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Explosion at the Boston Marathon

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Re: Explosion at the Boston Marathon

Unread postby British_Pharaoh » Wed Apr 17, 2013 10:20 am

peeker643 wrote:
British_Pharaoh wrote:I understand people are shaken and suspicious of everything now, but we don't even know who is responsible yet. I don't know what is more abhorrent: other passengers wanting the men removed from the flight, assuming they were a danger, or the fact the airline ACTUALLY removed them

http://www.krmg.com/news/news/local/men ... ort/nXNWW/


So you "understand" people are shaken and suspicious (and more maybe more to the point, "scared shitless"?) but you don't know why those same people would be paranoid and want someone removed from a flight... When the last attack on an American city involving stunning explosions in many locations, consisted of people speaking like those men did flying planes that flew out of Boston?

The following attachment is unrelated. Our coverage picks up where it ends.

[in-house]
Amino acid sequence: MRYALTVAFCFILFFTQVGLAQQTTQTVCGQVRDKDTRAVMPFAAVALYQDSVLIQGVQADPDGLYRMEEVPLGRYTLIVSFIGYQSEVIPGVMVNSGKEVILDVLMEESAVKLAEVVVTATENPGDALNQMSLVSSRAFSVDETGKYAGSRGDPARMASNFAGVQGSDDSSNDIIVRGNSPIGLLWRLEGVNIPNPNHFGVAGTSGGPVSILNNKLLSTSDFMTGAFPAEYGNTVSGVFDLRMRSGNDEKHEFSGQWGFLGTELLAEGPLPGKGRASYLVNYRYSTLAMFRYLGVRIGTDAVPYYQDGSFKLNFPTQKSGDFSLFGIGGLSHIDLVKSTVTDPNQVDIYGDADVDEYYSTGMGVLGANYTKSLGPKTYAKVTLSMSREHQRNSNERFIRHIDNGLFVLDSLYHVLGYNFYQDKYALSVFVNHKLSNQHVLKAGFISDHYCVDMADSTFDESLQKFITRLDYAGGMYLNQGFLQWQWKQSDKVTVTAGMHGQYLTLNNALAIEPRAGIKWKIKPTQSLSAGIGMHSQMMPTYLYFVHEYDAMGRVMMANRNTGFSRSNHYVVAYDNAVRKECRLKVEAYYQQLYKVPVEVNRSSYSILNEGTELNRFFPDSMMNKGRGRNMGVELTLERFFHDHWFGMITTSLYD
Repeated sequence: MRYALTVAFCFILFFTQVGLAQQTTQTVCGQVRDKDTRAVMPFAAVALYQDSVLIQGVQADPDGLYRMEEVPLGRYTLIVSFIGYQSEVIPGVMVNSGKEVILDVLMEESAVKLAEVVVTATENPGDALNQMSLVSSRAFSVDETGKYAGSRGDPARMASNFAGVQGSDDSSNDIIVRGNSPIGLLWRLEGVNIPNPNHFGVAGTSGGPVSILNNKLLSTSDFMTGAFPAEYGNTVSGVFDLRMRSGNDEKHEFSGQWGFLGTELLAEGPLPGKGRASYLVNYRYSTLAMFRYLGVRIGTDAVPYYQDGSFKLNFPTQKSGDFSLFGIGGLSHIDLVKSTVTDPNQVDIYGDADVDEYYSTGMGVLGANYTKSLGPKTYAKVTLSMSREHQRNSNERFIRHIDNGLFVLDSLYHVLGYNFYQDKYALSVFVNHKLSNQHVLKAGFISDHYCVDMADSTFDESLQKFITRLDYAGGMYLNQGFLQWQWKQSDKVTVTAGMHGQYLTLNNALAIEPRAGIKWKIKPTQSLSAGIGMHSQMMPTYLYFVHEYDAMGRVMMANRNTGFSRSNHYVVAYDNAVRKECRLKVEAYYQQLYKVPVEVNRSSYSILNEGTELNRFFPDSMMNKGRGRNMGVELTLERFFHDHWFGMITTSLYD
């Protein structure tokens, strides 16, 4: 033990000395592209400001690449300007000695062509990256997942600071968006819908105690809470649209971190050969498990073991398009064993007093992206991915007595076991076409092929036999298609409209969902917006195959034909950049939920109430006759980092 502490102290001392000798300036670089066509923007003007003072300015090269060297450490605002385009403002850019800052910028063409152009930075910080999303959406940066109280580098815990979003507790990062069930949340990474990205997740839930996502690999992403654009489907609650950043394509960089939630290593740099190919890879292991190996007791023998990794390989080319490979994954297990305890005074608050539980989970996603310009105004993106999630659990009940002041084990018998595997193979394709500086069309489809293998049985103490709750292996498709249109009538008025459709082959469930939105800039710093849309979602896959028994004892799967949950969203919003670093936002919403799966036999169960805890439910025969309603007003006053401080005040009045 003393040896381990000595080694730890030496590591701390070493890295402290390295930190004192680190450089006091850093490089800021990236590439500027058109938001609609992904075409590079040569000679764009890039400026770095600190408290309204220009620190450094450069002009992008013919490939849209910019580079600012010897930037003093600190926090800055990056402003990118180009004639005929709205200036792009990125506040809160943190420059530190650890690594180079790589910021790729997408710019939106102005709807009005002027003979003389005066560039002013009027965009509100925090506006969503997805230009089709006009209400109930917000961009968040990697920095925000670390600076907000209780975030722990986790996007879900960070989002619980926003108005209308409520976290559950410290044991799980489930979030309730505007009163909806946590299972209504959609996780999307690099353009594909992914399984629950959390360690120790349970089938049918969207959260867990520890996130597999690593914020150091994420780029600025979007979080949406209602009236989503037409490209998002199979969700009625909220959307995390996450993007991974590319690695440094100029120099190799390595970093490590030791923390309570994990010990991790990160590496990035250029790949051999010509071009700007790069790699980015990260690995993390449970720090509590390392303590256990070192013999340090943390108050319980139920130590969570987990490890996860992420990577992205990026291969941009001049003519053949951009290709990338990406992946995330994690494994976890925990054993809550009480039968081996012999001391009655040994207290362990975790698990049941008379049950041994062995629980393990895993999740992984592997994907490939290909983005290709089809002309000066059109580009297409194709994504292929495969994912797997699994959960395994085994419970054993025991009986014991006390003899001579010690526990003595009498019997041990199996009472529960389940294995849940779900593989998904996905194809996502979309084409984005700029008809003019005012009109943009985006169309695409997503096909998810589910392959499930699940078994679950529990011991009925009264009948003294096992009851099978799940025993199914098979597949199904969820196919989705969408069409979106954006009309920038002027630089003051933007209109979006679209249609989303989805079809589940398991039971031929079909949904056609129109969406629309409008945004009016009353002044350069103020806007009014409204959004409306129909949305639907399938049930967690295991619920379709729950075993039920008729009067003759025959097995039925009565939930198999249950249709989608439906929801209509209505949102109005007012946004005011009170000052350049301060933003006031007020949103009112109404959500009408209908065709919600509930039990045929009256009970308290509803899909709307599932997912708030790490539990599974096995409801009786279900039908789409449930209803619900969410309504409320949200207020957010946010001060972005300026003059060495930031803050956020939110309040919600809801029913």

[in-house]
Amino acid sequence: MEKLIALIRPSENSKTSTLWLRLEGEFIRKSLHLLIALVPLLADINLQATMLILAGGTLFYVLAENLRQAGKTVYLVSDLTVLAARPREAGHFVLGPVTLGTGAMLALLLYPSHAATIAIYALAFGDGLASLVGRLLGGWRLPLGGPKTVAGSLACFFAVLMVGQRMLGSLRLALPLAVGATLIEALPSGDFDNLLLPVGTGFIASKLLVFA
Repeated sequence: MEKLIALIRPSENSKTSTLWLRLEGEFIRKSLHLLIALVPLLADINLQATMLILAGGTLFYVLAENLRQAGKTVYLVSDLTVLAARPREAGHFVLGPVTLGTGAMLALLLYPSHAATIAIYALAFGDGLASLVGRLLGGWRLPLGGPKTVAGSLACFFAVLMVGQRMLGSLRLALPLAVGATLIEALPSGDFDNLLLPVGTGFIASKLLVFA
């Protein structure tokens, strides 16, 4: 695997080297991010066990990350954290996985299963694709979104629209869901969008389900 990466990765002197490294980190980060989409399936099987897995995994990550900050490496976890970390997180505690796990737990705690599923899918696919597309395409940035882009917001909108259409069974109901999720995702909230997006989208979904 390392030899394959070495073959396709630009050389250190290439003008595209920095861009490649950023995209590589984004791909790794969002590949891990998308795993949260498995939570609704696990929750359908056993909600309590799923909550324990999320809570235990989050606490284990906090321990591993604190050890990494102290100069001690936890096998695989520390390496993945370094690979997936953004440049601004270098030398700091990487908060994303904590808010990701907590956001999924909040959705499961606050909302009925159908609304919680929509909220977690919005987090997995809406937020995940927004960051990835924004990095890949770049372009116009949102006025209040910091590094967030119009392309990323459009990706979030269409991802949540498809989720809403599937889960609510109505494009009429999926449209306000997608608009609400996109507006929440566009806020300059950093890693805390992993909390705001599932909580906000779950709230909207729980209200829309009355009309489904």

I don't think you "understand" at all. I think you prefaced your actual opinion with a softener in an attempt to come off as empathetic.

Don't take this personally, because I like having you around this place, but you're a fucking idiot if you don't understand the dynamics in play there.

How was my softener? Was my actual message lost in there? I hope not.



So what happened to these two individuals is right on the basis that the prejudices of a few Americans should take precedence over law, human rights and the dignity of the two Arabic-speaking people?